CASE REPORT / CAS CLINIQUE
A CASE OF PEDIATRIC STIFF-PERSON SYNDROME IN KENYA
UN CAS DE SYNDROME PÉDIATRIQUE RAIDE AU KENYA
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Stiff-person syndrome (SPS) is a rare progressive autoimmune disease that is especially uncommon in the pediatric population. SPS is often undiagnosed for years.
Here we present a 12 year-old girl with a history of insulin dependent diabetes mellitus who presented with epigastric pain and whole body rigidity to a hospital in Eldoret, Kenya. A high-clinical suspicion led to targeted autoimmune testing and diagnosis in 15 days. The serum anti–glutamic acid decarboxylase (GAD) level was greater than 2000 (normal 0-10 IU/ml), strongly supporting the diagnosis of stiff-person syndrome plus. The patient recovered with diazepam, baclofen, and supportive care. Intravenous immunoglobulin was unavailable due to the patient’s economic constraints and challenges in accessing the health facility. Several weeks later she returned with recrudescence of her symptoms.
We hope this case presentation will help illustrate the need to build care systems that can address the longitudinal care of patients with neurologic diseases in resource-limited settings.
Key Words: Enfant, Afrique, Stiff-person syndrome, Stiff-man syndrome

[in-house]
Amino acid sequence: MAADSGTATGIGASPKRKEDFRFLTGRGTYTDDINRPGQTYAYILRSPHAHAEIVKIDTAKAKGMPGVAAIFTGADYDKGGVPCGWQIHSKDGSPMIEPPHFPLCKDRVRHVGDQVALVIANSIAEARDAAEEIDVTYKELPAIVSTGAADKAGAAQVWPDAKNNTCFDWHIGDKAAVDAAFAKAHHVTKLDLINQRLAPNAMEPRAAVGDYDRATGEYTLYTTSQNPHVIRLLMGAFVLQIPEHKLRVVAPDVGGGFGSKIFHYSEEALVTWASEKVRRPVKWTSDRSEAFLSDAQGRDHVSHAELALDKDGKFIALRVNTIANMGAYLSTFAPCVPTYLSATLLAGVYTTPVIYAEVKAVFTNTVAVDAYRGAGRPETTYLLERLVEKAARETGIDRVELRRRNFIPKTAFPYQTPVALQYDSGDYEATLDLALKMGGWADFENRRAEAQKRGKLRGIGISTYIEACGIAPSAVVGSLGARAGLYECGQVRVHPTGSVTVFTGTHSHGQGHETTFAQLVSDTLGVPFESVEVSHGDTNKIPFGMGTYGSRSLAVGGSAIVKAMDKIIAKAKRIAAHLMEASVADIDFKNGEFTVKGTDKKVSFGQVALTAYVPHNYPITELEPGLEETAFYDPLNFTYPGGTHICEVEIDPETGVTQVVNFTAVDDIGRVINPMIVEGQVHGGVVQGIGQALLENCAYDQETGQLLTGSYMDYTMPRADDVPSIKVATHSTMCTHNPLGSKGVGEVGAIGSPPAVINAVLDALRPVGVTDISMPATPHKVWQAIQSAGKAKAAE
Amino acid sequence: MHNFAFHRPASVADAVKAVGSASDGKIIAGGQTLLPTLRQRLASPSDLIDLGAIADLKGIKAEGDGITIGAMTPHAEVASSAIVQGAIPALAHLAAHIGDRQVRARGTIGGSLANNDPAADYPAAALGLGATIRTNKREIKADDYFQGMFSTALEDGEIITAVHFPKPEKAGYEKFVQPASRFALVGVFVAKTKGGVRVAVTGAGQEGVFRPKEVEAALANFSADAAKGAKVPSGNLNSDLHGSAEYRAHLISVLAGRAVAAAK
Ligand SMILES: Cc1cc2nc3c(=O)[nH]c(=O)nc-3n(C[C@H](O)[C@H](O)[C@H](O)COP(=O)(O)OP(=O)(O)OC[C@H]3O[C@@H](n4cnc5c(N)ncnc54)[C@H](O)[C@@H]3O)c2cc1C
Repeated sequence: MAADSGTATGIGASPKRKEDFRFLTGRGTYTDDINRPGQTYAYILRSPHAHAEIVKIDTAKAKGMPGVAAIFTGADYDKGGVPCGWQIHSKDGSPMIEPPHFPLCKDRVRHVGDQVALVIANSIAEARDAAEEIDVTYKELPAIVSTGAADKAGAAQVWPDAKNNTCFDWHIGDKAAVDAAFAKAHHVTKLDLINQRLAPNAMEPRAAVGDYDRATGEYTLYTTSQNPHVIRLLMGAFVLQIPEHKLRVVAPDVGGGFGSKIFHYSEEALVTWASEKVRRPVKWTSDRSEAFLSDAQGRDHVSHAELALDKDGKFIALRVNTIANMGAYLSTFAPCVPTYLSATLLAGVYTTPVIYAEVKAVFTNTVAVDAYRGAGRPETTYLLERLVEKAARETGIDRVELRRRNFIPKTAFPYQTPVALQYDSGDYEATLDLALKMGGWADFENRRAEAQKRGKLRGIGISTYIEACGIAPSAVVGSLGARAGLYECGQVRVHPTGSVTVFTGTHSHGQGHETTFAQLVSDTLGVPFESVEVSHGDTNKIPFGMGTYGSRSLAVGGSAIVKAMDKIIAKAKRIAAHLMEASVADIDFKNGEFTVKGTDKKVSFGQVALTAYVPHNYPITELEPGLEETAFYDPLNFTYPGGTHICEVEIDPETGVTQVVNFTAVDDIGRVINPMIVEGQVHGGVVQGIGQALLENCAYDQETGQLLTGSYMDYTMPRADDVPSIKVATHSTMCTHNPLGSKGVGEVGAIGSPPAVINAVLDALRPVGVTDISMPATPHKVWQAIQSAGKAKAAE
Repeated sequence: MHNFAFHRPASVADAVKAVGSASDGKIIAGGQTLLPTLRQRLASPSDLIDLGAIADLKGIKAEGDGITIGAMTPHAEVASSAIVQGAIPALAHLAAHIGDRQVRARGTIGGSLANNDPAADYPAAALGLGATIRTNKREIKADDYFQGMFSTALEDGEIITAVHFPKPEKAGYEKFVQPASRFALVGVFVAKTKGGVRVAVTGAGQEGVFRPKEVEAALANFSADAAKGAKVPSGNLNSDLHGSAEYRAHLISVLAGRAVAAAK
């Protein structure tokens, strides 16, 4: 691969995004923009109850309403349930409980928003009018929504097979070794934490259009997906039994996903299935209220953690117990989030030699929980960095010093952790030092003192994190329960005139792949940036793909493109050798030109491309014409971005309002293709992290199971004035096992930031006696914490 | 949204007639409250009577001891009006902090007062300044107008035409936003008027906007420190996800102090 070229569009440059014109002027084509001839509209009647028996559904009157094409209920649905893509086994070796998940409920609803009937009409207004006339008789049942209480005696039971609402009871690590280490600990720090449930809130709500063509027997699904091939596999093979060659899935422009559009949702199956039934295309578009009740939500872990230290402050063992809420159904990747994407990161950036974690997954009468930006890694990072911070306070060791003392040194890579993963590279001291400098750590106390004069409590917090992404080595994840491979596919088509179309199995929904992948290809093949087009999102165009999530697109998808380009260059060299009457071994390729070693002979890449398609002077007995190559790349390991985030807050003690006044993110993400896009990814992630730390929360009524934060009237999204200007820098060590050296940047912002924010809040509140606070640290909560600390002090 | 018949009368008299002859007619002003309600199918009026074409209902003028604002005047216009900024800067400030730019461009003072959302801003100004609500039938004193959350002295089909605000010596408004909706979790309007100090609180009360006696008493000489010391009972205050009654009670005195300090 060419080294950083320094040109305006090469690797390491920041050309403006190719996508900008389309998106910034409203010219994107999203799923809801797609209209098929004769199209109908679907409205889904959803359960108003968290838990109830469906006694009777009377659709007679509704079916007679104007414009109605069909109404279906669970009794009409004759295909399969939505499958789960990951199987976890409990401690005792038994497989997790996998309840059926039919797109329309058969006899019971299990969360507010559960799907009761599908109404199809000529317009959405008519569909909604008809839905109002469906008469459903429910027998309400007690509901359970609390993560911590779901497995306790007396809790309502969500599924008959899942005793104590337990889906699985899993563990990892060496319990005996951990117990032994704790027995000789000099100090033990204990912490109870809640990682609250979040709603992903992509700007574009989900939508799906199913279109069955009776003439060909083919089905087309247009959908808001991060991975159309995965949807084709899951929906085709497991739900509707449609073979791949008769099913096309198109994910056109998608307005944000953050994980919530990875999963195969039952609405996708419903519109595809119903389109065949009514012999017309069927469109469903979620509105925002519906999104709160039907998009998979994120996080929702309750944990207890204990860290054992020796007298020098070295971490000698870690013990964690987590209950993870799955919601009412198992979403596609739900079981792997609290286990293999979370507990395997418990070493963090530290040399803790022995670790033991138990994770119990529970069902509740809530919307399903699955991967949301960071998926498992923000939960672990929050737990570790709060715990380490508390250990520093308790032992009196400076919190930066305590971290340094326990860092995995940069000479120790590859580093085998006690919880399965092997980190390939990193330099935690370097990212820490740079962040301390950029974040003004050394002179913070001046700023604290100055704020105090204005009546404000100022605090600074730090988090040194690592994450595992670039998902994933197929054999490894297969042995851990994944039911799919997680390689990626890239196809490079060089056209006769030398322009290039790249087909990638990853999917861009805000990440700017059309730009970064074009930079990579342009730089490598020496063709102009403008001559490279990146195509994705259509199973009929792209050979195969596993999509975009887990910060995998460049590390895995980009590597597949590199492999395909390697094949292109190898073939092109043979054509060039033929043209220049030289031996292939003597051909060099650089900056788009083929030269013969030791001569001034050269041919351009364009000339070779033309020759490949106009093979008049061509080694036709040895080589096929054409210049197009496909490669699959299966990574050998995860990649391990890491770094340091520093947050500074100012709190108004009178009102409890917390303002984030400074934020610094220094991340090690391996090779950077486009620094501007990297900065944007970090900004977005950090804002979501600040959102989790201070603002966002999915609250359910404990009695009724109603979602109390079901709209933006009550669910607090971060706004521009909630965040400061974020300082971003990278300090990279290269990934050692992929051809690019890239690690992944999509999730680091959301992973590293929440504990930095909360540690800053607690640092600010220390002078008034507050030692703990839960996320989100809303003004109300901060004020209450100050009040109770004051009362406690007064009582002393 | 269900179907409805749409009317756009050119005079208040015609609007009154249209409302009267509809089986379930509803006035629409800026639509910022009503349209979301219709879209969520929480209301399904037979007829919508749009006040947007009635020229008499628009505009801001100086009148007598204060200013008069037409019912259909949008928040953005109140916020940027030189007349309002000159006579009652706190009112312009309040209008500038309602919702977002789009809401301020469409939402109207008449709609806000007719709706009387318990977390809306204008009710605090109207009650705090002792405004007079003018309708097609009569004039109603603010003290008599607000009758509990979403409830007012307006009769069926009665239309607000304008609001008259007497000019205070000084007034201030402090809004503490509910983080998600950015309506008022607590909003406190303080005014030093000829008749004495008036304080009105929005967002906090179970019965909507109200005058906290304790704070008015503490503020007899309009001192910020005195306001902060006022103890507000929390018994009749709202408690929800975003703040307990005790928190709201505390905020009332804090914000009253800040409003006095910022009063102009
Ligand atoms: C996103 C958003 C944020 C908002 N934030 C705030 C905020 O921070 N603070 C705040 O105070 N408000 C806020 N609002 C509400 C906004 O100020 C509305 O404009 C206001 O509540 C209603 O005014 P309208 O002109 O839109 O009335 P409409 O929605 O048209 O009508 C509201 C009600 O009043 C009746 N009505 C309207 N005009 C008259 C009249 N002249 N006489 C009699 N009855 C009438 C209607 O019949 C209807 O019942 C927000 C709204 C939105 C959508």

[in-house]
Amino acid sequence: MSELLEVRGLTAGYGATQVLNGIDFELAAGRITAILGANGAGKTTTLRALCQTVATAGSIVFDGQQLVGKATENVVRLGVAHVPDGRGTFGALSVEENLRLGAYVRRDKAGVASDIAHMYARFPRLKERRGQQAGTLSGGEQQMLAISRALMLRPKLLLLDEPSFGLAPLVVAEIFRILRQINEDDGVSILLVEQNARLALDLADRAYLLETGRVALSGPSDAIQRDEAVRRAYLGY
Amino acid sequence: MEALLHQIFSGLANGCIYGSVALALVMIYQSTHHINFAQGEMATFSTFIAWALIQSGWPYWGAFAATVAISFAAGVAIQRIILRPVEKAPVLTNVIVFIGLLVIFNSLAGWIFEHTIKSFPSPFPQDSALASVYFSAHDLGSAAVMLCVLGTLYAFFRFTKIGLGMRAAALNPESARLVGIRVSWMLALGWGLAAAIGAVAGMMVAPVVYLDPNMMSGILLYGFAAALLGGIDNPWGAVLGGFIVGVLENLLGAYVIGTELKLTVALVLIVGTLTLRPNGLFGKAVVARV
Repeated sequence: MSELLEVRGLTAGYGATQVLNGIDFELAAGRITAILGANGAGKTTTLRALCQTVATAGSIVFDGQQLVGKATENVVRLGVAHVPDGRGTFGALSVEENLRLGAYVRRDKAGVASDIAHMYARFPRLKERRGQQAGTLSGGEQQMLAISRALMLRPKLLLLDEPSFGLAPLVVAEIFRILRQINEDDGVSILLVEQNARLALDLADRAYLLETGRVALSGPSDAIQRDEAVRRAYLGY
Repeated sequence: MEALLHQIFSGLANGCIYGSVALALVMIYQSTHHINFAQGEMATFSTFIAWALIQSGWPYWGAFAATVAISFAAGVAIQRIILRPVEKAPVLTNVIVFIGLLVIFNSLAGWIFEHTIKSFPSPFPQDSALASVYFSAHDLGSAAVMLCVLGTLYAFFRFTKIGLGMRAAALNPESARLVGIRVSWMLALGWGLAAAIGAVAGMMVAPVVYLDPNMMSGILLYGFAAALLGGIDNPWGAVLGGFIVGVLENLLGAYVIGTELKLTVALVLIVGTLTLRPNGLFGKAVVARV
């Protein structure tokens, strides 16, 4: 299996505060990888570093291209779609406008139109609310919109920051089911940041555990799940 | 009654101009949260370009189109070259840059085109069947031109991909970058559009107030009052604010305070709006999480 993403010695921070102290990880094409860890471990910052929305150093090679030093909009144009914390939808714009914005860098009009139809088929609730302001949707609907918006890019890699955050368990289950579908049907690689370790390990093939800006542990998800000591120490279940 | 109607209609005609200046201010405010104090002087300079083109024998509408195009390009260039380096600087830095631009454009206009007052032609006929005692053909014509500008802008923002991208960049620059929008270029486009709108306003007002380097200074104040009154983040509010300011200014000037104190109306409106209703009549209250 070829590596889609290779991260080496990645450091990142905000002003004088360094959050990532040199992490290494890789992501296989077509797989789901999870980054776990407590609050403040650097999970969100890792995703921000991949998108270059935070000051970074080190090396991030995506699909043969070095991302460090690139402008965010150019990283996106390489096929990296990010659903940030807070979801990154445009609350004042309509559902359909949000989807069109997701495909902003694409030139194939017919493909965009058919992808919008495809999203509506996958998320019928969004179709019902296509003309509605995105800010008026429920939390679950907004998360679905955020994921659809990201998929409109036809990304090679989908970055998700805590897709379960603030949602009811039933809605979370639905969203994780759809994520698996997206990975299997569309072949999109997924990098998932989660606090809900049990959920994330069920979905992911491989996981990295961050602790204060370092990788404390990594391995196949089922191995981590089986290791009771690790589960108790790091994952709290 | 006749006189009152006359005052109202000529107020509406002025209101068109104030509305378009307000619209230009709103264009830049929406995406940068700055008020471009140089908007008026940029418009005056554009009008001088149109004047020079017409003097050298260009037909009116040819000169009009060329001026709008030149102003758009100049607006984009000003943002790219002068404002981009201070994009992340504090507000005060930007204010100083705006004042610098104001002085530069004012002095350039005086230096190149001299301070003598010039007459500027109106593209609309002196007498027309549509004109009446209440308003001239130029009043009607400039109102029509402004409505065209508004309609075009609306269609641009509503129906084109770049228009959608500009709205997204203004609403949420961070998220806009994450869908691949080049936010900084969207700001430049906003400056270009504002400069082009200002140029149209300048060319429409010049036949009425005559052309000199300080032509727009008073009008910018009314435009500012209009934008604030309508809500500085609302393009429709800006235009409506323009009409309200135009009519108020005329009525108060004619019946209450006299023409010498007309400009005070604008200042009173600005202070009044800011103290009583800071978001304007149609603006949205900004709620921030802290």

Le syndrome de la personne raide (SPR) est une maladie auto-immune progressive rare qui est particulièrement rare dans la population pédiatrique. Le SPR n’y est souvent pas diagnostiqué pendant des années.
Nous présentons ici le cas d’une fille de 12 ans ayant des antécédents de diabète sucré insulino-dépendant qui s’est présentée avec des douleurs épigastriques et une rigidité corporelle totale dans un hôpital d’Eldoret, au Kenya. Une forte suspicion clinique a conduit à des tests auto-immuns ciblés et à un diagnostic en 15 jours. Le taux sérique d’acide anti-glutamique décarboxylase (GAD) était supérieur à 2000 (normal 0-10 UI/ml), ce qui étaye fortement le diagnostic du syndrome de la personne raide plus. Le patient s’est rétabli avec du diazépam, du baclofène et des soins de soutien. L’immunoglobuline intraveineuse n’était pas disponible en raison des contraintes économiques du patient et des difficultés d’accès au centre de santé. Plusieurs semaines plus tard, elle est revenue avec une recrudescence de ses symptômes.
Nous espérons que cette observation aidera à illustrer la nécessité de créer des systèmes de soins capables de prendre en charge les soins longitudinaux des patients atteints de maladies neurologiques dans des milieux à ressources limitées.
Mots-clés : Afrique, Enfant, Syndrome de l’homme raide, Syndrome de la personne raide